When he’s not winning the Gran Fondo or taking part in An Post Rás, Ireland’s International Cycling race, Ronan McLaughlin is helping inspire children to walk and cycle to school.
The former professional cyclist, from Co Donegal, won Sunday’s cycling race – a 174km loop from Belfast through the Mourne Mountains – coming in at an awe-inspiring 5.03 hours.
The 30-year-old’s day job for the charity Sustrans combines his passion for cycling with getting children active on the school run. He is based in the North West as part of a team of Active School Travel Officers who work in nearly 200 schools across Northern Ireland.
“I joined Sustrans on 1 March, it has been a great change for me,” he said. “Up to 2013 I was a professional cyclist and for the past two years I was working in car sales. I enjoy working with children – they love to get on their bikes. For me it is not just great work from an active travel point of view and reducing the number of cars on the roads, but potentially some kid could become the next cycling champ like Sean Kelly, Bradley Wiggins or Lizzie Deignan (née Armistead).”
It is great to be able to inspire children and young people through the Active School Travel Programme.
“ It is great to be able to inspire children and young people through the Active School Travel Programme. ”
The day before his Gran Fondo win, Ronan was helping children cycle and get into the spirit of the big race by marshalling the Piccolo Fondo. Organised by Sustrans and funded by the Public Health Agency, this was four led rides for families along greenways and quiet roads from Comber, Stranmillis and east Belfast to where cyclists were registering for the Gran Fondo.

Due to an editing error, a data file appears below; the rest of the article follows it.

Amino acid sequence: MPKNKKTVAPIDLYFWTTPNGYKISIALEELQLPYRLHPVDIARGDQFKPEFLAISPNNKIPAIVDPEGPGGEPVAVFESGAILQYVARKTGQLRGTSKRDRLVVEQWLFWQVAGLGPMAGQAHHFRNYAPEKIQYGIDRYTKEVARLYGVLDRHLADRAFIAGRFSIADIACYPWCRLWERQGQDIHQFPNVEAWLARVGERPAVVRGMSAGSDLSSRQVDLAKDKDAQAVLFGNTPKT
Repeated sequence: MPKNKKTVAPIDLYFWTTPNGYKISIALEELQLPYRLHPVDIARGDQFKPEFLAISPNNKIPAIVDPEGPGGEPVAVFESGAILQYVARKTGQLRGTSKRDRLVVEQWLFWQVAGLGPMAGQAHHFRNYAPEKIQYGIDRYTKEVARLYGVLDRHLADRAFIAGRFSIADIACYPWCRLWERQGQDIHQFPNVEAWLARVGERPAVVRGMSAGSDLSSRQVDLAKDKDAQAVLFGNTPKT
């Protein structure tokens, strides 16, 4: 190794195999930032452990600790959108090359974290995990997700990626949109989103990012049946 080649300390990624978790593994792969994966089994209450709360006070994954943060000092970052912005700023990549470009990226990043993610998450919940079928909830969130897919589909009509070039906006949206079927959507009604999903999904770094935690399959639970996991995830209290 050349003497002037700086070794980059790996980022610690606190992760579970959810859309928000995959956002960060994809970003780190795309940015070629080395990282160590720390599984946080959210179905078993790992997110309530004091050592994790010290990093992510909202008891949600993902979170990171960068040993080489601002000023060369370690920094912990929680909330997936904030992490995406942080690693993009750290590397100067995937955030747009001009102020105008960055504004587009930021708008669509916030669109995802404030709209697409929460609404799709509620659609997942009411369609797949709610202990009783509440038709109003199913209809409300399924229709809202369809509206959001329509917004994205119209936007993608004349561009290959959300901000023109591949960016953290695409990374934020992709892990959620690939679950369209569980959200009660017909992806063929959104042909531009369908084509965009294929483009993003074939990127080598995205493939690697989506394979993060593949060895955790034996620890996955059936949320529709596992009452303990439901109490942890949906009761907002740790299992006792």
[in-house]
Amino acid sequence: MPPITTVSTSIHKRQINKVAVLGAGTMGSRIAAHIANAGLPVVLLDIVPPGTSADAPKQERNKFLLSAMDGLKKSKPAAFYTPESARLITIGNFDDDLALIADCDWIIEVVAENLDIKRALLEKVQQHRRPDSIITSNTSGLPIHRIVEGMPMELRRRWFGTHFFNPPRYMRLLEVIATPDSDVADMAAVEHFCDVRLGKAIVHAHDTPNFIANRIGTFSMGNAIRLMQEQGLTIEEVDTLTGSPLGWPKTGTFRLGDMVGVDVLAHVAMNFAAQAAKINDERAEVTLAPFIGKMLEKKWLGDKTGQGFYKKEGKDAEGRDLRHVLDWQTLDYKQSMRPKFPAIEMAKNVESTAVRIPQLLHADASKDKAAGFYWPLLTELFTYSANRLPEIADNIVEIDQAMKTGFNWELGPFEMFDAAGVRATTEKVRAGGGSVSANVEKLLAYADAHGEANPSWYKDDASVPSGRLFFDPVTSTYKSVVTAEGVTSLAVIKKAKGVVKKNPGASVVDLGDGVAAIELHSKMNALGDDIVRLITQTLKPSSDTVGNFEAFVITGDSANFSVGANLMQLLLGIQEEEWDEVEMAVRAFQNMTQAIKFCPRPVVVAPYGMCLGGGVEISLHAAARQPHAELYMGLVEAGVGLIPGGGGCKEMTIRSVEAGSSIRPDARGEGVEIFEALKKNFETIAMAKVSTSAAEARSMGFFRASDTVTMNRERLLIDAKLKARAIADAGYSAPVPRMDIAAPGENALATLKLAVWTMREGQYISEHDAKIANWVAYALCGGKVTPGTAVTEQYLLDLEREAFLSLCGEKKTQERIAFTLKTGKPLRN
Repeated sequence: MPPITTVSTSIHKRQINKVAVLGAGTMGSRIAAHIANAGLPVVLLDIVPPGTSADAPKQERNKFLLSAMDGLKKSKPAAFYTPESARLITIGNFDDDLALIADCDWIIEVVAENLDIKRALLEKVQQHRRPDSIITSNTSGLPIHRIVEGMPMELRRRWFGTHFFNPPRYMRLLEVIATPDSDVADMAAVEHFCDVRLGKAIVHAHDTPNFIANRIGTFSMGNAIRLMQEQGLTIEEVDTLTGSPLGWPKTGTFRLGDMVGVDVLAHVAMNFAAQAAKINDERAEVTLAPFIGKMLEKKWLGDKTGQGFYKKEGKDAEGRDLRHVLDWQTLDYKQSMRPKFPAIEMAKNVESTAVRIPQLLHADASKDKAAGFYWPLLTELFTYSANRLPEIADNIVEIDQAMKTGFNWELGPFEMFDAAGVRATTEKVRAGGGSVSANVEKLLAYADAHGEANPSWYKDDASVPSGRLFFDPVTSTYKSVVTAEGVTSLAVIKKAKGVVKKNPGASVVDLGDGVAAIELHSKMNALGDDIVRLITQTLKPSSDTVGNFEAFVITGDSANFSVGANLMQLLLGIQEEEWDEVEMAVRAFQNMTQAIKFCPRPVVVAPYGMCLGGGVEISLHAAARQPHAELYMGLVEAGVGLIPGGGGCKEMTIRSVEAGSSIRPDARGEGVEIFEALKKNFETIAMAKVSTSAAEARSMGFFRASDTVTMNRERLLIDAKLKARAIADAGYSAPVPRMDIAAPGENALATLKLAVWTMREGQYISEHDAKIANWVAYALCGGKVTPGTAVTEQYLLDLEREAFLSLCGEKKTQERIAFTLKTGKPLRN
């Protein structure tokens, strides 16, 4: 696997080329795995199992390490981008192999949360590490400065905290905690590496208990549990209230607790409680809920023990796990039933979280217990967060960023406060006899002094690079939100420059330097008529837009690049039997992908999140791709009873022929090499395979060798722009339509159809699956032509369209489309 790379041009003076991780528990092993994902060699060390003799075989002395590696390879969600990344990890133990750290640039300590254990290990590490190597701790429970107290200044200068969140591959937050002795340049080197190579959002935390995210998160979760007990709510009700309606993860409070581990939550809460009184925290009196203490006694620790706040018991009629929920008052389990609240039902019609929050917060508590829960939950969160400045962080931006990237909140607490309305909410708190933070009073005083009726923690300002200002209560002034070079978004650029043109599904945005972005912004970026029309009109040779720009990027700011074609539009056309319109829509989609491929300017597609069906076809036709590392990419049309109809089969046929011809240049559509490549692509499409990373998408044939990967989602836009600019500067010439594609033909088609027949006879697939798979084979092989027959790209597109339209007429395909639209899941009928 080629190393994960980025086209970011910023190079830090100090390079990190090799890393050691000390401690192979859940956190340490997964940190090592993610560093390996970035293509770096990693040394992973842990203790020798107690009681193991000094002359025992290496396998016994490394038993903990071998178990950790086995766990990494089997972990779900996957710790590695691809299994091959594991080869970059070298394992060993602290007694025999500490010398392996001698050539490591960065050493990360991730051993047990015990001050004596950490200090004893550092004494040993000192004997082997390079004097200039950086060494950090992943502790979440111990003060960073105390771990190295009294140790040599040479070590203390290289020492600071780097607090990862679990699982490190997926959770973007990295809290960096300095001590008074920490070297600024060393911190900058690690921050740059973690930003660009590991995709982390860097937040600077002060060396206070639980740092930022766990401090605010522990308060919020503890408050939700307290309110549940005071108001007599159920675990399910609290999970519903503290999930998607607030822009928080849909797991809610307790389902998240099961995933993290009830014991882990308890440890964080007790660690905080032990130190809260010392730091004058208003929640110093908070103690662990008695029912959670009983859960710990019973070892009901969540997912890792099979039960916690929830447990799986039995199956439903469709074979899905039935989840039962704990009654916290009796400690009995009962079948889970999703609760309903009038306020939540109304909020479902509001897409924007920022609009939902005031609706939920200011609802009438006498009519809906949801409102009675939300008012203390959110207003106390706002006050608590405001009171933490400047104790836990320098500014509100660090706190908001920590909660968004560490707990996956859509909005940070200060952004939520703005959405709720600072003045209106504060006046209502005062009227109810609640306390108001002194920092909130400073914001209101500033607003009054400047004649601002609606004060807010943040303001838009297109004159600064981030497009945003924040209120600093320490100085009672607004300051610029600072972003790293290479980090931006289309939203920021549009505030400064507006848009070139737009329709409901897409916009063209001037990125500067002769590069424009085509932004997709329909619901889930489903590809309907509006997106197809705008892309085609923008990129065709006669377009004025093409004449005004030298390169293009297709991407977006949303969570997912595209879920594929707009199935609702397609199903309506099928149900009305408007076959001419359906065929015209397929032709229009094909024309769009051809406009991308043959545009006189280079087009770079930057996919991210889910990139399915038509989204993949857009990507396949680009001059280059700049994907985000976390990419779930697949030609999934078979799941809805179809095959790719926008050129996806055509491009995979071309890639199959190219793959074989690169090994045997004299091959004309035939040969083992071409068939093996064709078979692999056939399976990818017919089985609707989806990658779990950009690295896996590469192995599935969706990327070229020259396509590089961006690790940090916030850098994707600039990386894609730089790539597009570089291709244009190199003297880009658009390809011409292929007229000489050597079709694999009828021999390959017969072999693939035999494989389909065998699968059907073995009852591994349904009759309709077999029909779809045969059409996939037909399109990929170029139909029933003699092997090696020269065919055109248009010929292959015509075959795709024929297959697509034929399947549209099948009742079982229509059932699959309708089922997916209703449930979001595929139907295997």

“It was great to see so many kids excited about taking part in the Piccolo Fondo – to them, this was their Fondo,” he said.
Ronan said he was “delighted” to win the Gran Fondo especially as he’d been unable to take part in the two previous years.
“It is great to be able to inspire children and young people through the Active School Travel Programme,” he said. “When I was full-time in cycling, I lived in Belgium and Holland. The mentality is very different there as everybody cycles everywhere. I know it’s not always possible to cycle but there are some people who don’t live far from school who still drive there. Hopefully that mind-set is changing. Just a few generations ago we all used to walk or cycle to school, hopefully the work we are doing is helping to bring those habits back.”
The Active School Travel Programme, funded jointly by the Department for Infrastructure and Public Health Agency, has been successful in the schools where we have worked to reduce the number of children being driven to school by 22% and increase the numbers walking, cycling and scooting by 38%.
Inspired to get on your bike? Free cycle skills sessions
Sustrans is currently running a series of fun bike skills sessions and bike maintenance checks in the greater Belfast and Comber areas until 1 July.
The free cycle skills sessions, funded by the Public Health Agency, are perfect for anyone who wants to get on their bike or get out cycling with their kids. The sessions are open to all ages but children under 18 must be accompanied by an adult and must be able to cycle unaided.
The free cycle skills sessions are at Comber Leisure Centre, in Comber; CS Lewis Square, in east Belfast; and The Macrory Centre, in north Belfast.<
Sustrans bike mechanics will also offer a basic bike check, repairing minor problems and showing you how to fix punctures so you can get back on two wheels.